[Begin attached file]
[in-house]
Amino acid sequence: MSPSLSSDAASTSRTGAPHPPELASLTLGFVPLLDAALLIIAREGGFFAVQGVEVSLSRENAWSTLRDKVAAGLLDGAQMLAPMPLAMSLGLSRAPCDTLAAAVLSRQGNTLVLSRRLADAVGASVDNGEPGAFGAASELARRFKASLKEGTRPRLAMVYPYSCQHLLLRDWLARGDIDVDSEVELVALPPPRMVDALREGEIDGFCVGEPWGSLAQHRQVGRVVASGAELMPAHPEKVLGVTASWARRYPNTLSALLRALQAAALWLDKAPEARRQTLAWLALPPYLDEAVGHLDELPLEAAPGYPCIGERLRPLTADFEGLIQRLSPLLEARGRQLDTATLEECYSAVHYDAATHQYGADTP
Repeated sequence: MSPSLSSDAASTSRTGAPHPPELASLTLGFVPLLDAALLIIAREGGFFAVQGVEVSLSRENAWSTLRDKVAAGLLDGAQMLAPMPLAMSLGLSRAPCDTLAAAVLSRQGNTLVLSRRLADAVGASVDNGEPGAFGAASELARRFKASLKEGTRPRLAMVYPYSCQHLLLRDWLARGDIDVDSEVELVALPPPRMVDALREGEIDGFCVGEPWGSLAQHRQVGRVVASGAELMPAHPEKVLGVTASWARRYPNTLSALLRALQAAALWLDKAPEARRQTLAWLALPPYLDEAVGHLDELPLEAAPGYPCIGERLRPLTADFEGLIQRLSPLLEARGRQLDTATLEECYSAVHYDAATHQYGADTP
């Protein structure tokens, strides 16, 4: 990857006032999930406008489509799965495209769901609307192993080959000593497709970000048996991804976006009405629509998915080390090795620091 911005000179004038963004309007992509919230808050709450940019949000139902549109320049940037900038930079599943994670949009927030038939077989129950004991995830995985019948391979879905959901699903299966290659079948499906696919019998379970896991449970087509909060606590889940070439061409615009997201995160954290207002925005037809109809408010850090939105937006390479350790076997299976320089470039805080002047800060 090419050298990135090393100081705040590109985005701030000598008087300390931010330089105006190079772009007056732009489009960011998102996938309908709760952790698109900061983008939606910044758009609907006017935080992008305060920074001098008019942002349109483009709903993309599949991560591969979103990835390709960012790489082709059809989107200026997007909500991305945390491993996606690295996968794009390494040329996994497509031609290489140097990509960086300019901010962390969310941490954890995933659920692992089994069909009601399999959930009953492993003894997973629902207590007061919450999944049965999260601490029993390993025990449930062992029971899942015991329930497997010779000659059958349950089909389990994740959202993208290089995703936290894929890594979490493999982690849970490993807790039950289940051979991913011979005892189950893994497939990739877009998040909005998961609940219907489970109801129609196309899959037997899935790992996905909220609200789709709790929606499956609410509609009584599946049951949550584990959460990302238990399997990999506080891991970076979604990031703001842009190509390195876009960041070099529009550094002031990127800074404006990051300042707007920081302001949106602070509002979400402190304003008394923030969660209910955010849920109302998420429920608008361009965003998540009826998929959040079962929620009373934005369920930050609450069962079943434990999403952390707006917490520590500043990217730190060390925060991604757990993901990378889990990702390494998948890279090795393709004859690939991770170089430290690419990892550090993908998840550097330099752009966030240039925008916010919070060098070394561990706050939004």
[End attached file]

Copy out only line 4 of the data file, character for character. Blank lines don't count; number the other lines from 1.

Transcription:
């Protein structure tokens, strides 16, 4: 990857006032999930406008489509799965495209769901609307192993080959000593497709970000048996991804976006009405629509998915080390090795620091 911005000179004038963004309007992509919230808050709450940019949000139902549109320049940037900038930079599943994670949009927030038939077989129950004991995830995985019948391979879905959901699903299966290659079948499906696919019998379970896991449970087509909060606590889940070439061409615009997201995160954290207002925005037809109809408010850090939105937006390479350790076997299976320089470039805080002047800060 090419050298990135090393100081705040590109985005701030000598008087300390931010330089105006190079772009007056732009489009960011998102996938309908709760952790698109900061983008939606910044758009609907006017935080992008305060920074001098008019942002349109483009709903993309599949991560591969979103990835390709960012790489082709059809989107200026997007909500991305945390491993996606690295996968794009390494040329996994497509031609290489140097990509960086300019901010962390969310941490954890995933659920692992089994069909009601399999959930009953492993003894997973629902207590007061919450999944049965999260601490029993390993025990449930062992029971899942015991329930497997010779000659059958349950089909389990994740959202993208290089995703936290894929890594979490493999982690849970490993807790039950289940051979991913011979005892189950893994497939990739877009998040909005998961609940219907489970109801129609196309899959037997899935790992996905909220609200789709709790929606499956609410509609009584599946049951949550584990959460990302238990399997990999506080891991970076979604990031703001842009190509390195876009960041070099529009550094002031990127800074404006990051300042707007920081302001949106602070509002979400402190304003008394923030969660209910955010849920109302998420429920608008361009965003998540009826998929959040079962929620009373934005369920930050609450069962079943434990999403952390707006917490520590500043990217730190060390925060991604757990993901990378889990990702390494998948890279090795393709004859690939991770170089430290690419990892550090993908998840550097330099752009966030240039925008916010919070060098070394561990706050939004």